During World War 2 (1939-1945) Boeing pushed a series of design studies centered on a single-seat, single-engine carrierborne fighter intended for the United States Navy (USN). While the service eventually settled on the Grumman "Hellcat" and Vought "Corsair" types to help win the war, the depth of Boeing's work in the field is still notable beginning with the Model 376 and running through the Model 386, 387, and - finally - the Model 398. The consistent quality between the lot was the use of the Pratt & Whitney R-4360 "Wasp Major" air-cooled radial piston engine expected to output 3,000 horsepower, an experimental powerplant that saw only limited production and equally-limited application.
The Model 398 was a further evolution of the earlier Model 386, a monoplane-formed, single-seat, single-engine design with a traditional tail unit, low-mounted wingplane members, and 2 x Three-bladed propeller blade units arranged for contra-rotating operation. Developed for the mid-to-high-altitude flying envelope, the design went nowhere and eventually fell to naught.
The subsequent Model 398 continued much of the form and function of the Model 386, complete with its six-bladed arrangement at the nose, but was further revised to double as a carrierborne fighter-bomber through planned implementation of an internal bomb bay taking the place of one of the original internal fuel stores. In this housing, a single 2,000lb conventional drop bomb could be carried, transforming the fighter to an attacker with little effort. Beyond this, the aircraft would still be armed - though not with automatic cannons as in previous iterations - through an arrangement of 6 x 0.50 caliber air-cooled heavy machine guns in the wings. The guns would be positioned just outside of the propeller's arc but outboard of the wing-folding device.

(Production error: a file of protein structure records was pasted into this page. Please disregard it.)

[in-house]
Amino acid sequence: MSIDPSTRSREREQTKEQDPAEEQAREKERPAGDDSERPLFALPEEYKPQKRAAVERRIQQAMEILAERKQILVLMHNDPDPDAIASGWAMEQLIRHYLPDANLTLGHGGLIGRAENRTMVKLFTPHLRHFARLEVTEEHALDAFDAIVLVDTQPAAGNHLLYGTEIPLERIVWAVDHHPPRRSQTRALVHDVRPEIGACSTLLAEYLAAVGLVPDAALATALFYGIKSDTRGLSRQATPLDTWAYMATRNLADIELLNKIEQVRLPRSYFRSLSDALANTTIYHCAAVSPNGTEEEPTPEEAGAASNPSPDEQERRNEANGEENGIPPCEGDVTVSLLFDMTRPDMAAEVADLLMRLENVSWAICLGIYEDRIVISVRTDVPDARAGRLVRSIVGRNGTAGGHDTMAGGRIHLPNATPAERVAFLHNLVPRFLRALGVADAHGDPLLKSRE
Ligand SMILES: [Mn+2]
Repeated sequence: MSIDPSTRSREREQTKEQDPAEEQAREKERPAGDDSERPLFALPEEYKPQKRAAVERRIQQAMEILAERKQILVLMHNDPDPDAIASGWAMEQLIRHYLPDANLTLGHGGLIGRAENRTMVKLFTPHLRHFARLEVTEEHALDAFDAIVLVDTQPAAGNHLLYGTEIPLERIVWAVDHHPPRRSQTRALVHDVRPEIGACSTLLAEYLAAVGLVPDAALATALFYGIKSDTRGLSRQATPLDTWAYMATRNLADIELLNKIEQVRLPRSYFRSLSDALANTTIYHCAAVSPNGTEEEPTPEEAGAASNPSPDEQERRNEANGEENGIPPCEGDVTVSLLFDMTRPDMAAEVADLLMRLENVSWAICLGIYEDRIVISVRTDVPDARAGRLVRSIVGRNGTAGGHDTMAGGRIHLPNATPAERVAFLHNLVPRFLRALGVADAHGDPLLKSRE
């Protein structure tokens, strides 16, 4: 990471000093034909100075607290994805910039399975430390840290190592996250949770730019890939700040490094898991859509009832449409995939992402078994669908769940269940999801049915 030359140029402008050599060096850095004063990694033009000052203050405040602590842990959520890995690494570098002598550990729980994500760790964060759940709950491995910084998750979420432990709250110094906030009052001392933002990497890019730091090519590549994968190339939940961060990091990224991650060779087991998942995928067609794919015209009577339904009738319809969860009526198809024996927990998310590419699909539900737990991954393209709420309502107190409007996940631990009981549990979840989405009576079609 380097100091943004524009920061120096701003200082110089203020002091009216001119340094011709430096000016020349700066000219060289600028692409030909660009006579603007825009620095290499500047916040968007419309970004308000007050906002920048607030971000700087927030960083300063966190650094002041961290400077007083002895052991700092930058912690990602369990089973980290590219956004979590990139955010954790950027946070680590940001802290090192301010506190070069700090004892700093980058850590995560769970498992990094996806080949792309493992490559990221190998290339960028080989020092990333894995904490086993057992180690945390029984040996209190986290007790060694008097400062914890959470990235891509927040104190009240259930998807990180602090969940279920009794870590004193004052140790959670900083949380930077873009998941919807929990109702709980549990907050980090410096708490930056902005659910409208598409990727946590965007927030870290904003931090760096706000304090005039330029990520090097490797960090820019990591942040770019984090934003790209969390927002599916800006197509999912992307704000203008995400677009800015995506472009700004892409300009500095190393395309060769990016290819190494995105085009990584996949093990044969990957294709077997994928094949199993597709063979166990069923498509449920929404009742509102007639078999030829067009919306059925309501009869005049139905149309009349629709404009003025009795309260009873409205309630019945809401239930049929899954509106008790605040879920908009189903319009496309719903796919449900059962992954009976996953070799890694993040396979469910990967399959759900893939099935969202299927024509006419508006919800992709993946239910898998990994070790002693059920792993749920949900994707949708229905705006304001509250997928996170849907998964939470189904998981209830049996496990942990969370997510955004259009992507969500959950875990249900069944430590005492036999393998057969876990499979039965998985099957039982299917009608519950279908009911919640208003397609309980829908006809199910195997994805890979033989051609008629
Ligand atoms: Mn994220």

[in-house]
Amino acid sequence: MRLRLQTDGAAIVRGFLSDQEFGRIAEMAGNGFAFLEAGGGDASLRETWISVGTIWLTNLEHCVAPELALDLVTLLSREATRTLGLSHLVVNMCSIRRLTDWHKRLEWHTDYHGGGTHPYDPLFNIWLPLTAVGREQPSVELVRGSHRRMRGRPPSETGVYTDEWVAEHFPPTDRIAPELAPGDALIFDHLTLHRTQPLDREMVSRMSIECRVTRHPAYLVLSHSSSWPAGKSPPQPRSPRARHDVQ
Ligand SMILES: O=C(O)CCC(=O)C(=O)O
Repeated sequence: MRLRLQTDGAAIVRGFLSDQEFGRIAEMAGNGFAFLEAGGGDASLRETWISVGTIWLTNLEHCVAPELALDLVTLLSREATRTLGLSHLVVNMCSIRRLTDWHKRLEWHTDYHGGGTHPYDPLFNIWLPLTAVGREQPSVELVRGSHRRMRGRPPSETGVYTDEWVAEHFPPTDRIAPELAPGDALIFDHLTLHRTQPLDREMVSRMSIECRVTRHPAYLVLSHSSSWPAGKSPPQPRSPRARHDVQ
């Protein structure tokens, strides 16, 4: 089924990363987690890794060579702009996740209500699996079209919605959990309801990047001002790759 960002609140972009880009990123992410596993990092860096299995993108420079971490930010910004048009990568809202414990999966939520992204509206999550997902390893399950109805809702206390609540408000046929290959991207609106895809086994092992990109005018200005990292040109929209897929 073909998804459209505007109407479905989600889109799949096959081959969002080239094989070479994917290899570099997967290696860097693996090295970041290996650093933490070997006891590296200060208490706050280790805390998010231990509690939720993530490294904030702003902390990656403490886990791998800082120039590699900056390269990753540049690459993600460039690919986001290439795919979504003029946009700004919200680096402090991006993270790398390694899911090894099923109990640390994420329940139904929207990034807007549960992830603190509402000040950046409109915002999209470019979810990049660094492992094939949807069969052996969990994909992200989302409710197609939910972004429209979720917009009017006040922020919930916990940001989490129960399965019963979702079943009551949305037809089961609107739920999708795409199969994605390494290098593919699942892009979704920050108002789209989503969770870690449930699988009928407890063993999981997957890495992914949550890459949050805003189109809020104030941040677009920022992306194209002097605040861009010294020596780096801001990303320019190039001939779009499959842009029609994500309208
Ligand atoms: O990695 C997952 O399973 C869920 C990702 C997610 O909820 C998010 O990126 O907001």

As with other carrierborne aircraft of the period, the fighter could be completed with a wing-folding feature in which the wings twisted and rested against the sides of the fuselage. Beyond this, a reinforced undercarriage and a tail hook would have completed the "navalization" of the Boeing fighter.
Another change of note in the Model 398 appears to be the deletion of the hinged "automobile-style" entry-exit door for the cockpit. In its place was to be a more conventional tear-drop-style sliding canopy.
As drawn up, the aircraft was given a running length of 43.8 feet and a wingspan of 54 feet. Gross weight was to reach 14,000lb. With its powerful Wasp Major radial in place, the sleek aircraft was expected to exceed speeds of 456 miles-per-hour under War Emergency Power (WEP) and in ideal conditions (sea level altitude). Its service ceiling was rated at over 40,000 feet with an operating range of 1,130 miles. Rate-of-climb would have settled at an impressive 5,150 feet-per-minute under full power.
In the fighter-bomber role, specifications would have been slightly reduced as weight increased and operational range was reduced.
At any rate, this advanced fighter concept joined the other Boeing USN fighter design study submissions of the period and ultimately fell by the wayside.